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How to Get Rid of Nausea/Vomitting from Food Poisoning

Nausea refers to the sensation of an unsettled stomach and a general unease, which often leads to vomiting. When you have food poisoning, the first thing you want is relief. Your symptoms depend on what caused you to get sick, but you usually have diarrhea, throwing up, and an upset stomach at the least. It’s no fun, but it’s how your body tries to kick out the toxins and get you better.

Food poisoning is an illness you get from eating food that has bacteria, a virus, or a parasite in it. Symptoms can begin hours, days, or weeks after ingestion depending on the type of infection.

Treatments

(a) Maintaining good hydration is the first priority when treating food poisoning. Hospitalization may be appropriate if the patient is dehydrated or if they have other underlying medical conditions that become unstable because of the fluid or electrolyte imbalance in their body. Drink water, broth, or an electrolyte solution, which will replace the minerals that you lose with vomiting and diarrhea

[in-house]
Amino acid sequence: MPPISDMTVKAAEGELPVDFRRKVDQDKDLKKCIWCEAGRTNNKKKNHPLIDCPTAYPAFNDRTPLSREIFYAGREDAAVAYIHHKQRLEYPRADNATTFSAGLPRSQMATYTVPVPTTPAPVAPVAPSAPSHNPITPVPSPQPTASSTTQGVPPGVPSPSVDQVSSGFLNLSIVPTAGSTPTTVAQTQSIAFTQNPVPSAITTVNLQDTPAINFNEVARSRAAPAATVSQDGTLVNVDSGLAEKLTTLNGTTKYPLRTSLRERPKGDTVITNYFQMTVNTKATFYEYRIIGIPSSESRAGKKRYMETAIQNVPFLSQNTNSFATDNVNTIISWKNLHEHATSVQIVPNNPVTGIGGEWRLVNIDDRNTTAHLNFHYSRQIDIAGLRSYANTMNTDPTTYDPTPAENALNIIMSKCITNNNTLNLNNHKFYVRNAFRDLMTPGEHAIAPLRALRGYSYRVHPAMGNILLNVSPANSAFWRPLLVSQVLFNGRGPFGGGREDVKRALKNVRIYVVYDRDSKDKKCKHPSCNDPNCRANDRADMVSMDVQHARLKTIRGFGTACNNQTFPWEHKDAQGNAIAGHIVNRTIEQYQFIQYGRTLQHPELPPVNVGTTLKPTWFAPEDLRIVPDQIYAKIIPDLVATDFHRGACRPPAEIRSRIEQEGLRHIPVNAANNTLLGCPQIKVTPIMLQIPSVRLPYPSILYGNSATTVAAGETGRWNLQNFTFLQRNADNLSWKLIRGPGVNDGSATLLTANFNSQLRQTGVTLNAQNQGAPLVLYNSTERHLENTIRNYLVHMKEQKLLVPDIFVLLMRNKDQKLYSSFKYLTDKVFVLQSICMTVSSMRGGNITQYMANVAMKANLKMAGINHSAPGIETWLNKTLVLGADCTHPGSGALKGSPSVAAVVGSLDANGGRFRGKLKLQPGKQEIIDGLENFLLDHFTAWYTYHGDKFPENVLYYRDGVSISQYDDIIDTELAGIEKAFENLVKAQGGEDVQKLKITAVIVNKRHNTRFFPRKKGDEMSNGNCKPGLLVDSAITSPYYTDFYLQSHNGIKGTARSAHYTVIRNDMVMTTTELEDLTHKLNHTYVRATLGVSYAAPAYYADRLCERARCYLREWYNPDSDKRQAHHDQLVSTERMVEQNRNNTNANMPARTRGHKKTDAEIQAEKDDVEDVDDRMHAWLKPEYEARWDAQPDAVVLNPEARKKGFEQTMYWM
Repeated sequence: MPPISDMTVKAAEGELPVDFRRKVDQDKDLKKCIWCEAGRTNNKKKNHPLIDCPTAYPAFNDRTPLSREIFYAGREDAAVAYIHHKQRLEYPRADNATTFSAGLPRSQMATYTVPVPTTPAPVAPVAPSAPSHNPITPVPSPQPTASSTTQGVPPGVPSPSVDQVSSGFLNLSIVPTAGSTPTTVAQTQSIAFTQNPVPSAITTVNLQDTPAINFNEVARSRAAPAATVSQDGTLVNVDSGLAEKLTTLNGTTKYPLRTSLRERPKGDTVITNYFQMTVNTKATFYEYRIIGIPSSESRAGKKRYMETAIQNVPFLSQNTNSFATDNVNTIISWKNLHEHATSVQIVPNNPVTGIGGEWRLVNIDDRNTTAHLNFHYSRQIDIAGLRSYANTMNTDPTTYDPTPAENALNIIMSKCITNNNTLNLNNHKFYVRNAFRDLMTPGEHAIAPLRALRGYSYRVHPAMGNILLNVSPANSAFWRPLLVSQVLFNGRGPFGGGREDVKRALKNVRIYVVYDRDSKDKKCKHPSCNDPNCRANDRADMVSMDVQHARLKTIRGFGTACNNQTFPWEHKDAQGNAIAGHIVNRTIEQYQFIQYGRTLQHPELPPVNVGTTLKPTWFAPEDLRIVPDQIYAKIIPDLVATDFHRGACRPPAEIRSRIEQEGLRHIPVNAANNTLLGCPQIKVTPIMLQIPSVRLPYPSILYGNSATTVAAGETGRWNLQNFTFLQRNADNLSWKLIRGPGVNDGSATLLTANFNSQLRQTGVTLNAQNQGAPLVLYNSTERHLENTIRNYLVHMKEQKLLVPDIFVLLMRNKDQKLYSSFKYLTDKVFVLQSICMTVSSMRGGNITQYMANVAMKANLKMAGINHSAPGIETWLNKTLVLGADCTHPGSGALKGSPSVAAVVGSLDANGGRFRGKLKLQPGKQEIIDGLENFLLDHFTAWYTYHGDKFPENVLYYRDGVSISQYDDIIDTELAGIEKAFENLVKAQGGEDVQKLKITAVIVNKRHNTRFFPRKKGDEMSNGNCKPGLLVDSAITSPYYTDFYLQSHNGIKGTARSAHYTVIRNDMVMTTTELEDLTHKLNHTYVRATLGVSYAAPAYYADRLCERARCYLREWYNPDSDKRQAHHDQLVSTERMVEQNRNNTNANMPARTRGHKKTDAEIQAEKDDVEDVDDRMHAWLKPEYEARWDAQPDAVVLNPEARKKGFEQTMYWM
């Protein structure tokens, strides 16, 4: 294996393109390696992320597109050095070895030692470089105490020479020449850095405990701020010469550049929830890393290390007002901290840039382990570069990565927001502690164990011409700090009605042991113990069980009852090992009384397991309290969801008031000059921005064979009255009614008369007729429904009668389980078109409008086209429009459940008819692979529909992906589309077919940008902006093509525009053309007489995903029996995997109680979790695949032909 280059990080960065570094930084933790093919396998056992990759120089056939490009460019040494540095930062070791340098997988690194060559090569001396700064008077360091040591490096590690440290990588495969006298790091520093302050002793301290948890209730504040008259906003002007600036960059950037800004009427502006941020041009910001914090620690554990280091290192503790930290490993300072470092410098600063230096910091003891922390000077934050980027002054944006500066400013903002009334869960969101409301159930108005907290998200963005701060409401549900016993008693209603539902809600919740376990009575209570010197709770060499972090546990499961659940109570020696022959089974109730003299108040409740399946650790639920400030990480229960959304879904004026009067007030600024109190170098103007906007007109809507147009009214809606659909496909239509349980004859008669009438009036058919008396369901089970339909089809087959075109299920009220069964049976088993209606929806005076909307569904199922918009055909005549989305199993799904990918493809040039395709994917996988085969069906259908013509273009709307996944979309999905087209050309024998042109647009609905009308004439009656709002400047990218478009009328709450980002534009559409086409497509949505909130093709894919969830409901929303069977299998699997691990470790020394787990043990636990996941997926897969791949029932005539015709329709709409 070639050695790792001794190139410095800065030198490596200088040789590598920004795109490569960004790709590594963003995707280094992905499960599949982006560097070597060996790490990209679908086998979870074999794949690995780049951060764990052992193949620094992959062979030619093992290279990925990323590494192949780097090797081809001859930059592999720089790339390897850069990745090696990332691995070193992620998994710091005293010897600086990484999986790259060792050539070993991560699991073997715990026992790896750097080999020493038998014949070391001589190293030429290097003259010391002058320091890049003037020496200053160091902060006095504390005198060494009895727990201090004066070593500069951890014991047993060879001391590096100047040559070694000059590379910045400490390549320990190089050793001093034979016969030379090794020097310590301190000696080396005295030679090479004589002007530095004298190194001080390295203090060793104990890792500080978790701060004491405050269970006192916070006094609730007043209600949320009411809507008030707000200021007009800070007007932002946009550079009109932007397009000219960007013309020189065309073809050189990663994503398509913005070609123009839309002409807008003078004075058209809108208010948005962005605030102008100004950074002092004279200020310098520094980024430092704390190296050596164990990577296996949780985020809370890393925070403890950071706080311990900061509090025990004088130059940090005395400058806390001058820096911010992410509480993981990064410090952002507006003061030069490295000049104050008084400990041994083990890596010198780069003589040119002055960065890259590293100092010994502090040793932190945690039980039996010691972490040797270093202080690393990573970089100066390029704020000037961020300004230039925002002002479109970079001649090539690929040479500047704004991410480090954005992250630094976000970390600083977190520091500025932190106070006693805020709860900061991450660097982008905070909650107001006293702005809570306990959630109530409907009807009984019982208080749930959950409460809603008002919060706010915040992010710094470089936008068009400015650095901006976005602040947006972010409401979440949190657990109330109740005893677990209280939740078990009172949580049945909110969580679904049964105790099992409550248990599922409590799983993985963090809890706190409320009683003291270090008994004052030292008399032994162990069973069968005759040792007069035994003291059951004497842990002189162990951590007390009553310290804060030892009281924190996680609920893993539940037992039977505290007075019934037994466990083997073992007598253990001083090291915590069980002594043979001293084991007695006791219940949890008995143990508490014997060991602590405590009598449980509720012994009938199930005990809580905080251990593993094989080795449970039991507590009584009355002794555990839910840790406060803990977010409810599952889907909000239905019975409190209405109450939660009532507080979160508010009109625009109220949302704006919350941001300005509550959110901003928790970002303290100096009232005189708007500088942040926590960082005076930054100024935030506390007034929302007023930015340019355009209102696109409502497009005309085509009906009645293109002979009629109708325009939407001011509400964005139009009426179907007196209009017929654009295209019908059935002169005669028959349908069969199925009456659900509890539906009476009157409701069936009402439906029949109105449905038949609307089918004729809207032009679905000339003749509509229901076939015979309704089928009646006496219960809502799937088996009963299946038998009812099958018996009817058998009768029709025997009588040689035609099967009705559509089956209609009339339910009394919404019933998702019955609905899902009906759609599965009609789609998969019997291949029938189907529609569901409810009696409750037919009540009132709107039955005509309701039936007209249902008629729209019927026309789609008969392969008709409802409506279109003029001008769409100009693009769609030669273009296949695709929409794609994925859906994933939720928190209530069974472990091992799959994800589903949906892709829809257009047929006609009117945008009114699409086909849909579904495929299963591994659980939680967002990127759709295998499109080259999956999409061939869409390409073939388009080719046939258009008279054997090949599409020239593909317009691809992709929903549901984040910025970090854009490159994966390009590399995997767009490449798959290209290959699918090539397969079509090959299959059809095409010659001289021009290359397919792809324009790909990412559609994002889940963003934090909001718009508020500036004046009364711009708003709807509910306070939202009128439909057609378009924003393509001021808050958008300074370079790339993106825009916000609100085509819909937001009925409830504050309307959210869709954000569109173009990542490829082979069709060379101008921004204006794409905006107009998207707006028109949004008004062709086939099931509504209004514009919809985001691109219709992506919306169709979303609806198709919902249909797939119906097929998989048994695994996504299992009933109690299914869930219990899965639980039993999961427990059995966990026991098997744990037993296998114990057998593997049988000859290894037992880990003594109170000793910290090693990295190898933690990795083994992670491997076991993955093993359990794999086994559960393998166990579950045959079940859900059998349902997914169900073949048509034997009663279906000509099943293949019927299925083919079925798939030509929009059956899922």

(b) Avoid certain foods and substances until you're feeling better. These include dairy products, caffeine, alcohol, nicotine, and fatty or highly seasoned foods.

(c) Eat bland food: When you feel you might be able to hold down food, eat foods that are gentle on your stomach and gastrointestinal tract. Stick to bland, low fat, low fiber foods, such as soda crackers, toast, gelatin, bananas and rice. Stop eating if your nausea returns. Fat is harder for your stomach to digest, especially when it’s upset. Avoid fatty foods to prevent upsetting it further.

Reduce your risk for food poisoning

There’s no surefire way to prevent food poisoning, but you can lower your chances of it by preparing meals safely and correctly.

(a) Wash your hands after you change diapers, blow your nose, touch animals and go to the bathroom.

(b) Do not drink unpasteurized milk.

(c) Wash all fruits and vegetables before eating them.

(d) Keep your refrigerator colder than 40 degrees and your freezer below 0 degrees.

(e) Cook meat and seafood to well-done.

Content created and supplied by: LIZZYhealthmedia (via Opera News )

Food Poisoning

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